"Those 36 hours were pretty rough," Bob Krusky said. "Not really able to keep anything down."
The Tough Mudder challenge tests strength and endurance, and apparently your immune system, too.
It left a lot of people with more than just sore muscles this past weekend.
Health departments are getting reports of norovirus-like symptoms from people who braved the event at Michigan International Speedway. They're not sure how many people yet, because the calls keep coming in.
Bob Krusky is proud of his Tough Mudder battle scars. In fact, he expected to get them in the 10-mile hardcore physical challenge.
"You definitely get a little dinged up in the course, which is normal, part of the fun," Krusky said.
But what's not fun is the stomach bug he got after. Turns out the Tough Mudder was also tough on intestines. Many people are reporting vomiting, diarrhea, and cramping.
"Chills and a bit of a fever, those 36 hours were pretty rough," Krusky said. "Not really able to keep anything down."
News 10 talked with people all over the state with similar symptoms, and some even worse. One woman in Jackson stayed home from work all week, and finally went to the hospital. Her doctor told her she might have e coli. Meanwhile, we also got lots of reports of pretty gross eye infections.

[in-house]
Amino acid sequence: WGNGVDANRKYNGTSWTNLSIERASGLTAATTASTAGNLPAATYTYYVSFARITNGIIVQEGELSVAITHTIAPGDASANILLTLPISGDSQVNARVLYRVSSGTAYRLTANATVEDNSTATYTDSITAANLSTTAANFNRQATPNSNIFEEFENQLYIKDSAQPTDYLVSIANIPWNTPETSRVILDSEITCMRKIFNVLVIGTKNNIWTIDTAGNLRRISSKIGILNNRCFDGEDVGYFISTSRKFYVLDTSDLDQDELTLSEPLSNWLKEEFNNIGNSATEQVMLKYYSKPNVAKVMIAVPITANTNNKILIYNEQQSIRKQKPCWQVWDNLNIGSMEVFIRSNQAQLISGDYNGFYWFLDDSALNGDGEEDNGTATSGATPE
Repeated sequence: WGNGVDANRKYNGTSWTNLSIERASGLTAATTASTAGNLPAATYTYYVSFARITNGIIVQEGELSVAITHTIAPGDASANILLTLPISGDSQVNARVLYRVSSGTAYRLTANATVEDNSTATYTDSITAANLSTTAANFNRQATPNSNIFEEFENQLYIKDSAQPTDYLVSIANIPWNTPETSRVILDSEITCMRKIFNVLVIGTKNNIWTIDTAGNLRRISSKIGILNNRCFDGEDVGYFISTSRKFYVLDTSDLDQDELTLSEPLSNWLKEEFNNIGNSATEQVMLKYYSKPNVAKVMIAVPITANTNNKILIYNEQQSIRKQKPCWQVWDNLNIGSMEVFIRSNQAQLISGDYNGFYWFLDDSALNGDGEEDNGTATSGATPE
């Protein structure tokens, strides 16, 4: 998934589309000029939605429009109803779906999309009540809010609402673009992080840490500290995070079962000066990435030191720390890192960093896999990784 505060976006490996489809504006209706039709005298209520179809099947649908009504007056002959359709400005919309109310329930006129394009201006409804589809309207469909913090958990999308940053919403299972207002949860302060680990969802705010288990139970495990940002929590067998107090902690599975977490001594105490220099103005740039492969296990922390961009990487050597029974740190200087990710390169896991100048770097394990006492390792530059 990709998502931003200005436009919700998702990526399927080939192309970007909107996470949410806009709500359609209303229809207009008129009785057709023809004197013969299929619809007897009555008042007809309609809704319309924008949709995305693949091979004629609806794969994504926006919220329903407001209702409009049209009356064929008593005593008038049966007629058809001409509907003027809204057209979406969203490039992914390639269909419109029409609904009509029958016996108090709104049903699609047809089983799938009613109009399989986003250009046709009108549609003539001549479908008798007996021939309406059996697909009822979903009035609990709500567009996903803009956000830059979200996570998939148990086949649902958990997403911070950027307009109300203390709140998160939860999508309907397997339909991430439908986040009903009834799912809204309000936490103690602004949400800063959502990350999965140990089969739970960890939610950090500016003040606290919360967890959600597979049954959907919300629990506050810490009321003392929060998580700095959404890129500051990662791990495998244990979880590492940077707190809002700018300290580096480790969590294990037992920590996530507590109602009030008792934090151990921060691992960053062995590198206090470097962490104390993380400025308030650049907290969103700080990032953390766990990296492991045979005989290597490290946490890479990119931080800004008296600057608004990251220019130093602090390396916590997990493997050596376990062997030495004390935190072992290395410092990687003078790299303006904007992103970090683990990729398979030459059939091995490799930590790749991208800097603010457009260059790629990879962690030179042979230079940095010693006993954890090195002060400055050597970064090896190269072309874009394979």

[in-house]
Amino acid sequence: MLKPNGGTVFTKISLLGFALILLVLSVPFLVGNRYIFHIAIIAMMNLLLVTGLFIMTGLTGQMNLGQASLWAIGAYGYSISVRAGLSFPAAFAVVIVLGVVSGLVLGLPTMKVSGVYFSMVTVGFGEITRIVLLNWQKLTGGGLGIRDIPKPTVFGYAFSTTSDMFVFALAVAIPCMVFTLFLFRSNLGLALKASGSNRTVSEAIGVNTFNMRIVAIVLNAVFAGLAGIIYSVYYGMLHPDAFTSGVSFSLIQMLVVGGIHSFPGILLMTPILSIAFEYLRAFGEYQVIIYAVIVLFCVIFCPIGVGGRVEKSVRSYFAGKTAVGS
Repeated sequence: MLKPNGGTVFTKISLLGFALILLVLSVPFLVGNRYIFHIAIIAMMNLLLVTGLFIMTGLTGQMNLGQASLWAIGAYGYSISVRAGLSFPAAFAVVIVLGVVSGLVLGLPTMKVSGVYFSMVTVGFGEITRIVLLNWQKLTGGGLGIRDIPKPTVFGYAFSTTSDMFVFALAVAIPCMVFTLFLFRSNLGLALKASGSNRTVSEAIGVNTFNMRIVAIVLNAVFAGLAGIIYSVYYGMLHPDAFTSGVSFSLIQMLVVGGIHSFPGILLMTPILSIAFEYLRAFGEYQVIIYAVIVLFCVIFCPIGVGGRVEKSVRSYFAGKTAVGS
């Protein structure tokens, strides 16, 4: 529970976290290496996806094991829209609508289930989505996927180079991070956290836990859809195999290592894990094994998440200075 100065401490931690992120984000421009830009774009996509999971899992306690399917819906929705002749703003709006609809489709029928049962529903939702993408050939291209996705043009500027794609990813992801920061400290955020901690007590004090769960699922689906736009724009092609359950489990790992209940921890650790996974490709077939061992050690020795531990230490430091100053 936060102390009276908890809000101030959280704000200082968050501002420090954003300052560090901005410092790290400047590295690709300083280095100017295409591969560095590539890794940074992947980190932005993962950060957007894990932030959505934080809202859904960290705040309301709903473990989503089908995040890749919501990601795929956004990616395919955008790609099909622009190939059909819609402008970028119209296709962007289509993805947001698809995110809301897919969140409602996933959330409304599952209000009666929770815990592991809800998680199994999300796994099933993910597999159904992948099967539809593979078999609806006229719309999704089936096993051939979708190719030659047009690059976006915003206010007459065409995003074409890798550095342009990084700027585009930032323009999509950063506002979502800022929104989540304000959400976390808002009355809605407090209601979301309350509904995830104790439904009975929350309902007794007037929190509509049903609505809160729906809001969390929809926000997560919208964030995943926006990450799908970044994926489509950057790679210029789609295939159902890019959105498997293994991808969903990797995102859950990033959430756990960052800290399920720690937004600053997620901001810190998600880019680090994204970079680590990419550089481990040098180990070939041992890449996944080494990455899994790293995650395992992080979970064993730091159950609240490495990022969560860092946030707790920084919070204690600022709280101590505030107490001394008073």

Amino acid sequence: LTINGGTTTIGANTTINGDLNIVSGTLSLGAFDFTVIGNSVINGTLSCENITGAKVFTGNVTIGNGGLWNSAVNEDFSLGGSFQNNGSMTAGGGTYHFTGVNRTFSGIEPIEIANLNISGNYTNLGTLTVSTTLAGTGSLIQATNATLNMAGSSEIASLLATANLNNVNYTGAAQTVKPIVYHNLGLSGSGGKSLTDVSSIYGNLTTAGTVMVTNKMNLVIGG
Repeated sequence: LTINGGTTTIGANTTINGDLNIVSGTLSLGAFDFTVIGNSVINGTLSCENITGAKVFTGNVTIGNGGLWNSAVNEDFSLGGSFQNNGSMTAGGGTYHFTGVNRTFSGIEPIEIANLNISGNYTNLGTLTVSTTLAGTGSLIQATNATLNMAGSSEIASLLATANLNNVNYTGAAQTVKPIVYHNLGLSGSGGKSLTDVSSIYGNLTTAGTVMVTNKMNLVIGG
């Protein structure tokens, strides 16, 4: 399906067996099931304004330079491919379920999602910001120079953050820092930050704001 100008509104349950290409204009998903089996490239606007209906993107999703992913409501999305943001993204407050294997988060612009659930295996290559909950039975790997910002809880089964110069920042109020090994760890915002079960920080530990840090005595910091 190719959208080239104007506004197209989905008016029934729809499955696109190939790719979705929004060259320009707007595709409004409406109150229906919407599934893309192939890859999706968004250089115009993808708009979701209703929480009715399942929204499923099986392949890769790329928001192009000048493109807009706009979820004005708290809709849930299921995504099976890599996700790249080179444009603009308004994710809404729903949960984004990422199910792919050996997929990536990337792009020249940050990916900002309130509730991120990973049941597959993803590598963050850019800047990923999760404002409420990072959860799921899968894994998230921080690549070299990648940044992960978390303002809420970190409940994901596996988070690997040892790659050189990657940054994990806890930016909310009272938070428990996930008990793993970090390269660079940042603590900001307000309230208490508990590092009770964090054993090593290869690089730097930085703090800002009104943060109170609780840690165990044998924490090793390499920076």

The Michigan Department of Community Health and Lenawee County Health Department are taking this very seriously.
"The one thing about a gastro-intestinal illness is that it can be transmitted very easily," MDCH spokesperson Angela Minicuci said. "It can come from sharing a drink or food, or simply touching a surface that someone else may have touched, like a door handle."
In the Tough Mudder, you're literally sharing blood, sweat and tears, and maybe even more than that, with at least 15,000 people from all over Michigan and the U.S.
"You would overhear people mentioning that they had relieved themselves in the water, and that kind of stuff," Krusky said.
The health department doesn't know the source yet or how many people may be affected. In a statement, Tough Mudder told News 10 it's working closely with them to determine the cause.
At the end of the day, most people say it was worth it.
"I'd definitely sign up for it again," Krusky said.
Participants are required to sign a waiver that says they can't sue Tough Mudder for illness or injuries.
There have been reports of spectators getting sick as well.
The MDCH and Lenawee County have staff dedicated to contacting people who were at the event, and running tests to figure out the source.